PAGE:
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Compass Marine How To | all galleries >> Welcome To >> Re-Bedding Deck Hardware With Bed-It Tape > After Tightening
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After Tightening

Have one person hold the screw head with a screw driver to keep it from spinning then go below and install the nut and washer and tighten it down..

I will leave you with some general rules for bedding deck hardware:

#1 SEALANT ON DECK - Never bed or use sealant on the inside of the deck. If it leaks you WANT to know about it. By sealing the backing plate side or the inside of the boat you will force the water into the core, if not sealed. You can also cause any trapped water to become starved of oxygen. This can lead to pitting or crevice corrosion of the stainless bolts potentially leading to a catastrophic bolt failure. Only seal the deck side.

#2 TIGHTEN ONCE (tube type caulks) - If you use tube type sealant please don't listen to that old wives tale about letting sealant cure and then tightening it a second time. The second step in that process is waiting for the sealant to change consistency. With butyl, or a marine sealant, done with countersinking, there is no need to wait for a change in consistency. While in "theory" this sounds all warm and fuzzy, and can work if done well, the raw reality is this is often a disaster waiting to happen because it's rarely done well.. With butyl tape you can tighten in until it stops oozing, then you are done. This may take multiple small tightening events for the butyl to displace but there is no worry about it becoming hard...

With butyl countersink the deck hole and tighten it until it stops oozing. Be patient and don't try this in one step. With tube types there are just too many variables that can change the outcome with the "two step" method. It has perhaps been the cause of more deck leaks than if you were to use Swiss cheese to bed your fittings and I strongly suspect Swiss cheese might actually work better, if counter sunk. I have had my moisture meter & sounding hammer on lots of DIY and "professionally" done "tighten twice" boats and there is huge correlation to "tighten twice" and wet decks, huge. Of course butyl eliminates most of these issues...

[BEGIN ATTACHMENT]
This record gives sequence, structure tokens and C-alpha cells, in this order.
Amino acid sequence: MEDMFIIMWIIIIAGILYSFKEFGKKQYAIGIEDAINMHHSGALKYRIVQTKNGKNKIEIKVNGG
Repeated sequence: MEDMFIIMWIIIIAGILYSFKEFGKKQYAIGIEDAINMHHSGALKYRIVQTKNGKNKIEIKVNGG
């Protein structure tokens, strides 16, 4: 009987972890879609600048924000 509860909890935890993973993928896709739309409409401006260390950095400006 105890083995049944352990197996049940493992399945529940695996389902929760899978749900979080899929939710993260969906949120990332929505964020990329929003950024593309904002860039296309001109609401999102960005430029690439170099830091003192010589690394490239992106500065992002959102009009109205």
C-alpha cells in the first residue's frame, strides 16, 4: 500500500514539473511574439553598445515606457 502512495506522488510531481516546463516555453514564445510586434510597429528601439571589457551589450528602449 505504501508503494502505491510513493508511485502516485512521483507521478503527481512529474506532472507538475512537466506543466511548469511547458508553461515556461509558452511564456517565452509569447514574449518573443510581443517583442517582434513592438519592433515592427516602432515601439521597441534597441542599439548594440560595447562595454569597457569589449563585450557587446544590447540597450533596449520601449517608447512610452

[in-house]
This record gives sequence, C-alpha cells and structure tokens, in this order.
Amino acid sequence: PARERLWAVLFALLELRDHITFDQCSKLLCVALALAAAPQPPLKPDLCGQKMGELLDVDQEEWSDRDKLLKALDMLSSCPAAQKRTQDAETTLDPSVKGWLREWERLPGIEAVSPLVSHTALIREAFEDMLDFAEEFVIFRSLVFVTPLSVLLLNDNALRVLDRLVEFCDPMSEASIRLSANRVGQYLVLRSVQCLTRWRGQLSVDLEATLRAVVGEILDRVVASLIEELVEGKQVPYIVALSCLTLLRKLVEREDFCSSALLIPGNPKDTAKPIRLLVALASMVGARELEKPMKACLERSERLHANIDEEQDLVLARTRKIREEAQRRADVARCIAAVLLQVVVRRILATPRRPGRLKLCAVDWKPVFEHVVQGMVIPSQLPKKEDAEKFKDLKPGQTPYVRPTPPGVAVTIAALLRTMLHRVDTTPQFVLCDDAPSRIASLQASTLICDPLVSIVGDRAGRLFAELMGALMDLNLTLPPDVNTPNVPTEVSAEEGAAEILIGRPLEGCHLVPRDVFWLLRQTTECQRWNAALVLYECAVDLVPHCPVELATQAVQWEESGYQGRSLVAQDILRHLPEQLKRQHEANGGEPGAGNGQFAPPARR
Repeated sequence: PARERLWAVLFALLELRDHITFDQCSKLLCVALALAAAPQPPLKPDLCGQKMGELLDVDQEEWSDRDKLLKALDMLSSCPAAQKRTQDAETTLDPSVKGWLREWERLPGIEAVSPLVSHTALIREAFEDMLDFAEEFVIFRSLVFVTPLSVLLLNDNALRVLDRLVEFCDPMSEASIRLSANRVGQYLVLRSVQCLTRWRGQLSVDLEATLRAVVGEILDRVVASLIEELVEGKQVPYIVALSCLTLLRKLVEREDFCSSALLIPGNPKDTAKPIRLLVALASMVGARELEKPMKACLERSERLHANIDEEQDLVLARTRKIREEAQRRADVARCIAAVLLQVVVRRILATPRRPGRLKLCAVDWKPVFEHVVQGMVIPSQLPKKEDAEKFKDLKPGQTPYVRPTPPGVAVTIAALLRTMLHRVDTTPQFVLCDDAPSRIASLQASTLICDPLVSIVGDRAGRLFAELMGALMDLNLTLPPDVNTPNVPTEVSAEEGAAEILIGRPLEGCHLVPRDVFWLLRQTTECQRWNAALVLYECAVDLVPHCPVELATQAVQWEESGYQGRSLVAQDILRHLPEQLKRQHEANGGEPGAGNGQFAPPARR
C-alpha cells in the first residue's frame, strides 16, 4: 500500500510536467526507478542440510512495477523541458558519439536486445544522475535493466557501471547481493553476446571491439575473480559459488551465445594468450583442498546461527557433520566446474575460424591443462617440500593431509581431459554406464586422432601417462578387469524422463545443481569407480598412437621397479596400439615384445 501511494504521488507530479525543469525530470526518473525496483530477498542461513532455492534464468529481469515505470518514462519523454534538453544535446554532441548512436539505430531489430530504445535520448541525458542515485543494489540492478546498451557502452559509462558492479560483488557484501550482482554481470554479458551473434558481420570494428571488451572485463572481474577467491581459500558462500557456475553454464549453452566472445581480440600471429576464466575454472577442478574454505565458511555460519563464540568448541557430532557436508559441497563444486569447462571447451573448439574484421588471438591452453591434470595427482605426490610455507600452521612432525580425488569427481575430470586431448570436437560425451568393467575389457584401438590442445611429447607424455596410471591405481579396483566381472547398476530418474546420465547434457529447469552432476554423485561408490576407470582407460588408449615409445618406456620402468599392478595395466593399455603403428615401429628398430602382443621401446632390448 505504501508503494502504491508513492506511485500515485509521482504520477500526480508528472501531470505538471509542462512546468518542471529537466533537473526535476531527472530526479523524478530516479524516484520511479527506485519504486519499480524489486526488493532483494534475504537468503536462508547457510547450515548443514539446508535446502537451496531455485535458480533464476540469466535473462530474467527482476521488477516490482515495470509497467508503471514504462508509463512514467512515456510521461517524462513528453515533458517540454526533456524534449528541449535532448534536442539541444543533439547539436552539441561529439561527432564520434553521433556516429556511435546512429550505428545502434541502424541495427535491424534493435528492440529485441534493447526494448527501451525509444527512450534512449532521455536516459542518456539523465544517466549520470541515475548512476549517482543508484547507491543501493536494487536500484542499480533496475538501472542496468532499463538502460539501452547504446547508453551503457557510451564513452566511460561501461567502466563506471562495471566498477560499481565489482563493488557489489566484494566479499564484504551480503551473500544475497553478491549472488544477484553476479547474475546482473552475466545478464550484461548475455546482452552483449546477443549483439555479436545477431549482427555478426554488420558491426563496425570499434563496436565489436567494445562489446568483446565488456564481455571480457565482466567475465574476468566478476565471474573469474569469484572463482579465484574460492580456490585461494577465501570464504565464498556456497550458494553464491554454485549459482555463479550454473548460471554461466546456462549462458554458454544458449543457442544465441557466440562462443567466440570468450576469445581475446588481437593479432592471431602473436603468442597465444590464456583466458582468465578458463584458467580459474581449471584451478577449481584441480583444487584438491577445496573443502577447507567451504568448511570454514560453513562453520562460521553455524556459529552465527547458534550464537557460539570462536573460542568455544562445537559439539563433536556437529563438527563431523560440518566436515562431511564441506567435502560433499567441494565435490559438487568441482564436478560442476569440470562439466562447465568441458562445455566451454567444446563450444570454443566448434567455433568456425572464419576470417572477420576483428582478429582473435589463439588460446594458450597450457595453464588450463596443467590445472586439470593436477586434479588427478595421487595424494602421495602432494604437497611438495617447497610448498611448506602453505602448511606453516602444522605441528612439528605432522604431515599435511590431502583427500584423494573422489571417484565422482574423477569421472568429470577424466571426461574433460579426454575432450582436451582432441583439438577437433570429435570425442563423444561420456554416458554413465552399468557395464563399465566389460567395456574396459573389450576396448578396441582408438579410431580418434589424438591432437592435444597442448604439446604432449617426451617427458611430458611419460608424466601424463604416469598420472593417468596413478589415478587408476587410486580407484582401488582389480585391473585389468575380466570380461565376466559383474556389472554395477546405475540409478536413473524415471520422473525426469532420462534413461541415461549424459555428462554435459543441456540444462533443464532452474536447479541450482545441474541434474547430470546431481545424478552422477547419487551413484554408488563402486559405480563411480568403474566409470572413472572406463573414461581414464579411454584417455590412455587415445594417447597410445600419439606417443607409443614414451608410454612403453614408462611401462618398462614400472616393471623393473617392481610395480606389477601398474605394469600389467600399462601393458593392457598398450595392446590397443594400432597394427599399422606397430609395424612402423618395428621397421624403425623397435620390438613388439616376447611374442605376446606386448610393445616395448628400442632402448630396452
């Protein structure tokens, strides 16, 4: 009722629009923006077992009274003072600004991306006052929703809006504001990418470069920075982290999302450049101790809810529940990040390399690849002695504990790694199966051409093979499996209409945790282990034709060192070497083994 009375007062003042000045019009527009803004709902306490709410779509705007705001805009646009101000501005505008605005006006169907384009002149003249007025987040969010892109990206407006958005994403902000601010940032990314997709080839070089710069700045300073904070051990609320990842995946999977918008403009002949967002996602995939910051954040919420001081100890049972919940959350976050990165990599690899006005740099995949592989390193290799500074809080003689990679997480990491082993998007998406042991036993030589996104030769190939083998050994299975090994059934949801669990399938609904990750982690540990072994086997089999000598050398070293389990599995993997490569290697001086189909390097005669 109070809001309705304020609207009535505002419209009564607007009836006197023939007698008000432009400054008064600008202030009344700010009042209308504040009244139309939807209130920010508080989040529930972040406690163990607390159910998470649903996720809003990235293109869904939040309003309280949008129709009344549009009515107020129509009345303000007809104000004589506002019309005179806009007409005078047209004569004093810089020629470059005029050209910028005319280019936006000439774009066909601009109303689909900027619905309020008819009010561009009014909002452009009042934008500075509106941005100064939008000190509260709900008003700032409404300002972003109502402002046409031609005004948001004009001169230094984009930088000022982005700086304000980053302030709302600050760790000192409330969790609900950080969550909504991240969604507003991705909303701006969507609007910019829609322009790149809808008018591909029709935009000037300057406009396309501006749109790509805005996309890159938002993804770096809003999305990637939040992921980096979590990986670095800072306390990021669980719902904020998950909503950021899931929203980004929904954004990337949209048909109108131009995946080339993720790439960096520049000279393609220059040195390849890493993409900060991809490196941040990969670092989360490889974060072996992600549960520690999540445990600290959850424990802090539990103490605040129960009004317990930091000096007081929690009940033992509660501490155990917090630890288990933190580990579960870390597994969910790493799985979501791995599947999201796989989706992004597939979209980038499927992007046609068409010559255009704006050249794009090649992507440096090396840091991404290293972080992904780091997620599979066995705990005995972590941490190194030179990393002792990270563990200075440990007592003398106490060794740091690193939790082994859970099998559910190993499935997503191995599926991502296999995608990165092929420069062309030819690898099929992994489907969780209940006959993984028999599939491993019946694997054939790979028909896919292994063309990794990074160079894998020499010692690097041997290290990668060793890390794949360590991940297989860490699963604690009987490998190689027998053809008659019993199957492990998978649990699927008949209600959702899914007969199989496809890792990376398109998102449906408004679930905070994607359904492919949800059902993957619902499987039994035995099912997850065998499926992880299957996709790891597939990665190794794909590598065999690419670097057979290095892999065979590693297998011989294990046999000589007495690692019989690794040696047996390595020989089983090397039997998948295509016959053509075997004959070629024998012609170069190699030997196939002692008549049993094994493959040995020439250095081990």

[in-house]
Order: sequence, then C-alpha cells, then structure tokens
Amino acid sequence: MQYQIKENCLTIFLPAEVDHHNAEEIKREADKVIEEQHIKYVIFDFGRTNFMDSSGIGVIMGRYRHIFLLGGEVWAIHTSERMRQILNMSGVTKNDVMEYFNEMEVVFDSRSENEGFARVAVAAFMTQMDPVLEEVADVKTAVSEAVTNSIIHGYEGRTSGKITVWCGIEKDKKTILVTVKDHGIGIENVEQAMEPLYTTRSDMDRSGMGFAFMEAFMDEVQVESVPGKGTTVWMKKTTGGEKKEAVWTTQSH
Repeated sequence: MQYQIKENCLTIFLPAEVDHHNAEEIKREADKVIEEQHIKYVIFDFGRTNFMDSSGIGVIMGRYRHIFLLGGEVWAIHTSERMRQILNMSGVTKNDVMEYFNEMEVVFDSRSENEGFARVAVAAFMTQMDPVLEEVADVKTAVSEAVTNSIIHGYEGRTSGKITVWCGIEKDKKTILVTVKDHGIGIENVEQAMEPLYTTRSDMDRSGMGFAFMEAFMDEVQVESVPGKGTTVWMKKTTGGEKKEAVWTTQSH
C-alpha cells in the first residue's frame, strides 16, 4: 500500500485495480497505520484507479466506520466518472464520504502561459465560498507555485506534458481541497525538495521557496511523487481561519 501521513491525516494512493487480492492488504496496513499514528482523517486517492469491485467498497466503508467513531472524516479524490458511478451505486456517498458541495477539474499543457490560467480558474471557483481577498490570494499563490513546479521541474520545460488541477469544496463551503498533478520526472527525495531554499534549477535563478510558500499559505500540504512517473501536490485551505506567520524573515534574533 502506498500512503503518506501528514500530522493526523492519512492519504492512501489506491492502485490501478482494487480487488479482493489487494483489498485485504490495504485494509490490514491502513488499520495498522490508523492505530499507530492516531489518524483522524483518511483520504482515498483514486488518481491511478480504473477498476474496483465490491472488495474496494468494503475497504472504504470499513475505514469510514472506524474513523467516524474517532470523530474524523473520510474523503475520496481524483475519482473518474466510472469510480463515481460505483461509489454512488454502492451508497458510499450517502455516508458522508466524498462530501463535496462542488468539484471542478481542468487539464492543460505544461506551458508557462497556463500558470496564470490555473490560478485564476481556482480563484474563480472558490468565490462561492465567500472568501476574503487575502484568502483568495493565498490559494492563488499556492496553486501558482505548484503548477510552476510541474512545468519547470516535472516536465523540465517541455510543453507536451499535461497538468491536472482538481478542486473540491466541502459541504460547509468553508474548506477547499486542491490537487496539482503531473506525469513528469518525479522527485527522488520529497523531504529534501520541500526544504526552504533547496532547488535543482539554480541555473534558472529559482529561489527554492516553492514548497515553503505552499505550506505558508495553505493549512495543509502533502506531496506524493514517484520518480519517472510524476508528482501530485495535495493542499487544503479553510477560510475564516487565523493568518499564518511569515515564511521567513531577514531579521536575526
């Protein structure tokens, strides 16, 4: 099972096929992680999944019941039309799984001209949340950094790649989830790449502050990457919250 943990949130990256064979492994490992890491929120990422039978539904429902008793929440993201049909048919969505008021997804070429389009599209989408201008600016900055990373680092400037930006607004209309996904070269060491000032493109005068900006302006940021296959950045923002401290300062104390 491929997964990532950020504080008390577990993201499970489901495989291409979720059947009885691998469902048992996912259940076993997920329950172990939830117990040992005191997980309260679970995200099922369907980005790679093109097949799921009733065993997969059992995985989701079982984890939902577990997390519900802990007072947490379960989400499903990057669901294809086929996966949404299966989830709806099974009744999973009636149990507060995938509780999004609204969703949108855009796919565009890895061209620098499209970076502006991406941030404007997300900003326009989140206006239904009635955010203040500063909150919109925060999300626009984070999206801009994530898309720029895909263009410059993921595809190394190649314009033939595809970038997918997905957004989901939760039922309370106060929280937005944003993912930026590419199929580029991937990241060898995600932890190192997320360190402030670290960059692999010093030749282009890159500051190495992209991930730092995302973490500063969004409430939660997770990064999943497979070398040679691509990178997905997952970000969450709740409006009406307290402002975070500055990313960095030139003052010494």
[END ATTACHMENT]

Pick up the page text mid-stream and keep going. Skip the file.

#3 SILICONE USE - Avoid silicone where you can. There are only two situations where silicone should be used and that is for bedding acrylic dead lights or plastic fittings that are damaged by polysulfides or polyurethanes such as Beckson products. Dow 795 or similar should be used for acrylic ports/dead lights. Silicone contamination of gelcoat is very, very real. It is nearly impossible to clean and remove silicone from gelcoat and auto body products intended for metal are not safe generally for gelcoat. To effectively remove silicone from gelcoat requires judicious manual cleaning then wet sanding rinsing the paper frequently to clear it of silicone traces so you don't grind it deeper into the gelcoat. To test if the silicone is gone spray the area with a misting bottle of water. If the water beads it is not clean.

A customer owned a mid eighties Catalina where the previous owner had used silicone to bed the chain plates. Even after re-bedding they leaked every year for four years straight. He had even resorted to tenacious glues like 3M 5200, still it leaked. He finally called me to discuss it and we simply masked off the surrounding areas with 3M film tape and ground and sanded away the silicone contamination. The chain plates have been dry since, lesson learned the silicone must be COMPLETELY removed before any re-bedding. If you think you've cleaned dry silicone with Acetone, De-Bond or any of the other products folks claim have worked guess again. Over many years I have tried every chemical under the sun to remove silicone contamination and the only thing that works is a thorough manual cleaning and sanding. If you want to nearly ensure that the fitting will leak the next time you re-bed then using silicone is a good way to ensure it..

#4 CLEAN, CLEAN, CLEAN - When bedding hardware clean everything. The deck the hardware the bolts the heads of the bolts etc.. Bolts especially still have cutting oils and residue from machining on them so if you want a good seal clean, clean, clean....

Nikon D200
1/250s f/18.0 at 70.0mm iso100 full exif

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Guest 19-Sep-2013 10:40
Hi Pam with canola oil will remove silicon